Growing up as I did in the ancient days before either home video or cable TV were ubiquitous, my first encounters with cinematic sci-fi was watching old films on Saturday afternoons. A lot of these films weren't particularly good, but many of them, like The Day the Earth Stood Still and Forbidden Planet to mention just two, were and they played an incalculable role in forming my imagination. Even now, more than three decades later, the influence of those SF movies remains powerful, such as my fondness for the theremin.
The theremin, in case you've never heard the word before, is an electronic musical instrument invented in 1928 by the Russian inventor Lev Termen, known in the West as Léon Theremin, after whom the instrument is named. Here's a video of the man himself demonstrating its use:
During the 1950s, the theremin was used a great deal -- some would say overused -- in science fiction films, which is why I so strongly associate its distinctive sound with the genre. It definitely has an otherworldly quality to it that conjures up alien vistas for me. I understand that to many other people, the theremin sound represents cheesy sci-fi and so they abominate its use. I can understand that. Watch enough Ed Wood-level schlock and there's a good chance you'll hate the theremin, too. Not me, though. In fact, I'd like to hear it used more often.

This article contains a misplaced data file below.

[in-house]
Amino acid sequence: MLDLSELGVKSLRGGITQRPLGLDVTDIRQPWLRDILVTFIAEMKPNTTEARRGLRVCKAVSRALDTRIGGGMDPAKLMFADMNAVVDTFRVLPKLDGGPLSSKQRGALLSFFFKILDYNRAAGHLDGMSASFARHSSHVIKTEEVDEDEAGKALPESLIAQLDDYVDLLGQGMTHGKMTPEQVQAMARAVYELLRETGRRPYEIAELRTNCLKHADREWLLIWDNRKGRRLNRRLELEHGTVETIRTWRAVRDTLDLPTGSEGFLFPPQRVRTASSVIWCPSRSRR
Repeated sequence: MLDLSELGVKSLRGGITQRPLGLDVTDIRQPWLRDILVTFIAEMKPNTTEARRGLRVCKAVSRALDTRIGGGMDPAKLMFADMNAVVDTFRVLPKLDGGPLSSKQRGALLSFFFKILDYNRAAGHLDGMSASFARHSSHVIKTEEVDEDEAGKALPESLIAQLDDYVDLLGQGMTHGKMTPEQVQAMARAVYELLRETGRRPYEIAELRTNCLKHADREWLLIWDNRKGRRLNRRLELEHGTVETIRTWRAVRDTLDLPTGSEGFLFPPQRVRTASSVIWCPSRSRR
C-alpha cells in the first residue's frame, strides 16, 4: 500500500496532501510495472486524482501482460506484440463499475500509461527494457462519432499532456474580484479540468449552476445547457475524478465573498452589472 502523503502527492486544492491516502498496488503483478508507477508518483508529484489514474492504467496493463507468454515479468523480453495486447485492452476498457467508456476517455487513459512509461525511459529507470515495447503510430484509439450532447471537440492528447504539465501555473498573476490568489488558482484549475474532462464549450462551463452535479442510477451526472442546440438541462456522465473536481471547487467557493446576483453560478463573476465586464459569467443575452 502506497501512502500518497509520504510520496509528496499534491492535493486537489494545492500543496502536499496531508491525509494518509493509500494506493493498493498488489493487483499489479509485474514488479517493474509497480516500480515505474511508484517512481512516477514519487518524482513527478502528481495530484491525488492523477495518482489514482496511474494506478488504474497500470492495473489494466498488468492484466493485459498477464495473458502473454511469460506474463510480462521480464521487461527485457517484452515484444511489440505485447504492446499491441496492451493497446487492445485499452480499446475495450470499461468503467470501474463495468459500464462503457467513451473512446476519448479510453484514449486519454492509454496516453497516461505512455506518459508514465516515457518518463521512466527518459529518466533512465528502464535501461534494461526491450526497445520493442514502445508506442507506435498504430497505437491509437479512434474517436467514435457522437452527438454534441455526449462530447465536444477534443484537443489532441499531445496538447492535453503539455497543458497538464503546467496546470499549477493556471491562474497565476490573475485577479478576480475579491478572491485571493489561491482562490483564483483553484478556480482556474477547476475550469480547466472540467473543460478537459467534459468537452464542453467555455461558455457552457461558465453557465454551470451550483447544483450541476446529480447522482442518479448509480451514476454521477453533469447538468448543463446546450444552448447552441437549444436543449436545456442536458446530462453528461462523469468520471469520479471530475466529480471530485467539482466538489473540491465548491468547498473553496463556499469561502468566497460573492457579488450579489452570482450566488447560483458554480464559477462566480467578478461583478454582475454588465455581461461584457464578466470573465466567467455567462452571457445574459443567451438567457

(As an aside, it's worth mentioning that the soundtrack to Forbidden Planet did not make use of the theremin. Instead, composers Louis and Bebe Barron made that movie's music completely electronically, which is to say, without the use any instruments beyond electronic circuits, whose noises they then manipulated by playing them backward and forward and otherwise modulating them to produce the desired sounds. Considering that they did this nearly a decade before the invention of the first synthesizer, it's a pretty impressive accomplishment.)